A revamped, $3.6 billion spending plan for public schools won easy approval Thursday in the Senate Education Committee.
The proposal, Senate Concurrent Resolution 55, next faces action in the Senate Finance Committee, possibly Friday.
An earlier version was rejected by the education panel last month.
Senate Education Committee Chairman Conrad Appel, R-Metairie, said that the initial proposal would have allowed for automatic hikes in state school spending even in years when the Legislature failed to agree on a bill.
The revised version took that language out.
The state Board of Elementary and Secondary Education, which submits the proposal, met on Monday and voted 9-1 to rework the outline.
“That concern has been addressed,” state Superintendent of Education John White told the committee, a reference to Appel’s objection.
State school aid goes through a funding mechanism called the Minimum Foundation Program.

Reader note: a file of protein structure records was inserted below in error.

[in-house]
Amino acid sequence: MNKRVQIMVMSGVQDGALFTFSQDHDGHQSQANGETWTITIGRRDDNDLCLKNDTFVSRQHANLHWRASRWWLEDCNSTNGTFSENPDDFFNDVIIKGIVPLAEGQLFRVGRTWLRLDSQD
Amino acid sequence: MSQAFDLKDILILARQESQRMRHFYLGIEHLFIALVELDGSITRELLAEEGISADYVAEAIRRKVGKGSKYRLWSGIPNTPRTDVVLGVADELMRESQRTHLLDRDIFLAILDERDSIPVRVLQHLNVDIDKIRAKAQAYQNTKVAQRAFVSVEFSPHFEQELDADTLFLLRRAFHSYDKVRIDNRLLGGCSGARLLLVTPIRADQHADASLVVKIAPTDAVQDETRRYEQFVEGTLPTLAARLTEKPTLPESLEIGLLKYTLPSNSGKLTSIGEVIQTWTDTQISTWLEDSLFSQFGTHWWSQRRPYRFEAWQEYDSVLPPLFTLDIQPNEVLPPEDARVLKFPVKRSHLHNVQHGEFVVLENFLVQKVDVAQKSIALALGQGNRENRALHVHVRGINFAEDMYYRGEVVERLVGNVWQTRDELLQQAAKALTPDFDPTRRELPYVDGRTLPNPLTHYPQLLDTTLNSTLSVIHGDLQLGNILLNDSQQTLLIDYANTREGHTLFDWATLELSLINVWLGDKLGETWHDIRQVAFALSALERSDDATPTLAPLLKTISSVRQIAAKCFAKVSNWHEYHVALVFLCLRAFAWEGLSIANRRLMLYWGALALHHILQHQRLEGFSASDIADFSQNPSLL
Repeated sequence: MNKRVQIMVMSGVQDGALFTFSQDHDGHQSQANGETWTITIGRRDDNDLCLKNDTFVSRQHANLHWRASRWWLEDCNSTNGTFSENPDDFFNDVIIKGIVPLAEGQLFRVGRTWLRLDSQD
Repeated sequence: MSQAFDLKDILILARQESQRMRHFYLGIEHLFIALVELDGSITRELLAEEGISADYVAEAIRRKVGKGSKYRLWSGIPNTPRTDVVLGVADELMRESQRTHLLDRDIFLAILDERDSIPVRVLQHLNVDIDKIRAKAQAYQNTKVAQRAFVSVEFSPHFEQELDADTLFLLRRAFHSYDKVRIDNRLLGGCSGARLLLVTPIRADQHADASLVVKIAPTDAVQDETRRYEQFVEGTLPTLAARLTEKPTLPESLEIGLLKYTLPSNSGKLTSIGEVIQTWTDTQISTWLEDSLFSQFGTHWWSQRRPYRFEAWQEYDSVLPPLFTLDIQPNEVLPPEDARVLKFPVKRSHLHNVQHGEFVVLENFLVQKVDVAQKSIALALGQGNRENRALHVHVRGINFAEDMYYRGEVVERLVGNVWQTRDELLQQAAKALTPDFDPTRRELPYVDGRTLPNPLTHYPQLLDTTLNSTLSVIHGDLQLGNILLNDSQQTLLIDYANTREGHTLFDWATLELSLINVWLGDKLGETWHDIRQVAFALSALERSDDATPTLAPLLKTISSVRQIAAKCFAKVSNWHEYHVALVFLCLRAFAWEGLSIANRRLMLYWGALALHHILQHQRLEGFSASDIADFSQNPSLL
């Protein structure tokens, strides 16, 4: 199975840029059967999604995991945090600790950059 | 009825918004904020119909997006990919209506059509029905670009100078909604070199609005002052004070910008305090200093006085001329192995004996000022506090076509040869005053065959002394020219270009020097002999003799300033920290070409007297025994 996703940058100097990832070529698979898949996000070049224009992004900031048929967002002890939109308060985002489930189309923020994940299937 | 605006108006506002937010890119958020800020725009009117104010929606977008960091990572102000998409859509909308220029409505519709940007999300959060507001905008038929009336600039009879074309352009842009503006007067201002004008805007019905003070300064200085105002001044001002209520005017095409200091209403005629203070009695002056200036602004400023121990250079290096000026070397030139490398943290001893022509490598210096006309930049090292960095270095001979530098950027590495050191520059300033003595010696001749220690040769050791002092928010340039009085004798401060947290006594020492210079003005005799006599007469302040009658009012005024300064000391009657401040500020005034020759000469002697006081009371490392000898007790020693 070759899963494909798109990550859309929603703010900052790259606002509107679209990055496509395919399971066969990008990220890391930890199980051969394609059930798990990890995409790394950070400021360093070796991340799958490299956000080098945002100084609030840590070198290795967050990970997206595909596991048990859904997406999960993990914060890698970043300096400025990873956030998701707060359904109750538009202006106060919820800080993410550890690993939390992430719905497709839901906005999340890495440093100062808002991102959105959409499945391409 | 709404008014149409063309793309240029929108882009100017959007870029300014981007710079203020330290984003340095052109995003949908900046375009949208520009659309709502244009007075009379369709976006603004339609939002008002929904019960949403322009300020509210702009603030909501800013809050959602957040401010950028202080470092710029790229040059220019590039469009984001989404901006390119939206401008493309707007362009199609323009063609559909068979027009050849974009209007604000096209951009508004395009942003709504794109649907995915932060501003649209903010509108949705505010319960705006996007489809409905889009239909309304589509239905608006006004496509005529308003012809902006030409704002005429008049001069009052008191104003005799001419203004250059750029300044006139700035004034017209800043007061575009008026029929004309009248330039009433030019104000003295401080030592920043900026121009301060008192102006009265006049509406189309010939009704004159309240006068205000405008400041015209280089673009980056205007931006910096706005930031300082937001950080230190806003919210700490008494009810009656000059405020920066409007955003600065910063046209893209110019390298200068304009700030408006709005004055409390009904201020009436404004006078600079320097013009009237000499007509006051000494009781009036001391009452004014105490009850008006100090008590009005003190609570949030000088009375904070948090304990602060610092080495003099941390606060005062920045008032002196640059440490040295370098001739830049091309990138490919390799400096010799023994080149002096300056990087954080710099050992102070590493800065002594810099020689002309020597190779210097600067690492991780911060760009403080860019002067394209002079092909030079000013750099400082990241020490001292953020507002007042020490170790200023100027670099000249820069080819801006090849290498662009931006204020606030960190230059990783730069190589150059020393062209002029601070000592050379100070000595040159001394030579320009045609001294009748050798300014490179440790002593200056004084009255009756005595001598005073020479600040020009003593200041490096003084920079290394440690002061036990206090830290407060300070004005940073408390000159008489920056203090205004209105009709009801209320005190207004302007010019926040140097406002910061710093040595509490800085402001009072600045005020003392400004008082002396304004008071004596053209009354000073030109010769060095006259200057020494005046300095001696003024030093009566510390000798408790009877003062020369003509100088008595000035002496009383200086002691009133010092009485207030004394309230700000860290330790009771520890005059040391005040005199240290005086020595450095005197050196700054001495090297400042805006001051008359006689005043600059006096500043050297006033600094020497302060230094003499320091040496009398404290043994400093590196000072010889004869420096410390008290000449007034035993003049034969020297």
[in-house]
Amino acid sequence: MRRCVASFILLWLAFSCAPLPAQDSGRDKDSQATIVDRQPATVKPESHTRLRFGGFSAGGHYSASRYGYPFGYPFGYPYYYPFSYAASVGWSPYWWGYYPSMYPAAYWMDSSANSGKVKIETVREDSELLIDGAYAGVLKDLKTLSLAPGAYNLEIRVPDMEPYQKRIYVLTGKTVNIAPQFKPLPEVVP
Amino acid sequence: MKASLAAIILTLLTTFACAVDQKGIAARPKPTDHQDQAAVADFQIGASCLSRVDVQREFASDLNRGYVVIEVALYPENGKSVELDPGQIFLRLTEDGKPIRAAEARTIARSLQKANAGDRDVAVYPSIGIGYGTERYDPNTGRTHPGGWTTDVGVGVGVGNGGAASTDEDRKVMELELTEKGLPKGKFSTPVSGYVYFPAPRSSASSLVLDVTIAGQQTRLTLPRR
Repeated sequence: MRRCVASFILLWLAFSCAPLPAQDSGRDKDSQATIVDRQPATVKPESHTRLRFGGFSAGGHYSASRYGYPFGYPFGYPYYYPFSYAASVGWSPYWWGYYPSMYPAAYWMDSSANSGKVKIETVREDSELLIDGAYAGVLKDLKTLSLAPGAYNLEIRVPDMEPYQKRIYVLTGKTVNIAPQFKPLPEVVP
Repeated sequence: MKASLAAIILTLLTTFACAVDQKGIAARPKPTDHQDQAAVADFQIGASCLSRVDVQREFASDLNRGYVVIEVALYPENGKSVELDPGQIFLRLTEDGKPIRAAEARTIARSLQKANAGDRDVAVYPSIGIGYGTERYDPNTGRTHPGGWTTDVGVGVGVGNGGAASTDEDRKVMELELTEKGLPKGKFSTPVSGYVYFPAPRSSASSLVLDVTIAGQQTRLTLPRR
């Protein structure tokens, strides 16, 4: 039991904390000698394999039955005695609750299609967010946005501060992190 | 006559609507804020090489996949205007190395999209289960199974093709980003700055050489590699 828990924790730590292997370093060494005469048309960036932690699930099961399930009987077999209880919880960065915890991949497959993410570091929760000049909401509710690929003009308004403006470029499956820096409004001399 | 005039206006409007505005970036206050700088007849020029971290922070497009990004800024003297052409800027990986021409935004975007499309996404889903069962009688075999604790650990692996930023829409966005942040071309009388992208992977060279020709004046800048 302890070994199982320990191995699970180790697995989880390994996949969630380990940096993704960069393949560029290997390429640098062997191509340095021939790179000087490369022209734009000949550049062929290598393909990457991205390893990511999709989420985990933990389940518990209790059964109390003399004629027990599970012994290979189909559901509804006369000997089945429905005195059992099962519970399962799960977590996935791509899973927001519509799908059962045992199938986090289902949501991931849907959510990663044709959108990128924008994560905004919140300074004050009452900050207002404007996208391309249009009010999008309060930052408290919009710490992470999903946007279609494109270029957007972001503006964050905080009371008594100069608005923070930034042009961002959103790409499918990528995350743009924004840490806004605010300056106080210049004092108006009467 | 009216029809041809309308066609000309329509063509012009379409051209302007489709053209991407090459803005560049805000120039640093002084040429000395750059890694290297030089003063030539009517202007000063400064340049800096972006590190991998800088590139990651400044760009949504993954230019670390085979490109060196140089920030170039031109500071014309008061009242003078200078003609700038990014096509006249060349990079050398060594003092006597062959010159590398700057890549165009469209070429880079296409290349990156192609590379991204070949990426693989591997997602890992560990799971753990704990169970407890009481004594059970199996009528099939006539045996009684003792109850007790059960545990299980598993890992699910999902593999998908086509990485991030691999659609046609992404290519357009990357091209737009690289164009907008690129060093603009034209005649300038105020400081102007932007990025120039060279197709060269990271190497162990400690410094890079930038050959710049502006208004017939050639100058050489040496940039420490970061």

It provides much of the financial support for about 700,000 public school students statewide for the 2014-15 school year.
The proposed spending plan includes $69 million in new aid for public schools, which mirrors the amount that the Legislature approved last year after lawmakers were unable to agree on a new MFP.
That financed a wide range of what was described as one-time pay bumps for public school teachers.
The new legislation would require school districts to maintain those raises.
The revamped spending package was backed by officials of the Louisiana School Boards Association and the Louisiana Association of School Superintendents.
Steve Monaghan, president of the Louisiana Federation of Teachers, said removing the automatic, 2.75 percent increase in annual school aid means that minimum increase may be forgotten in future years.
Monaghan said last year’s funding provided pay bumps for teachers that ranged from $190 to $1,200 and, like this year’s plan, excludes increases for school support workers who are paid about $12,000 per year.
The committee vote was 5-1.
The lone “no” vote was cast by state Sen. Dan Claitor, R-Baton Rouge.
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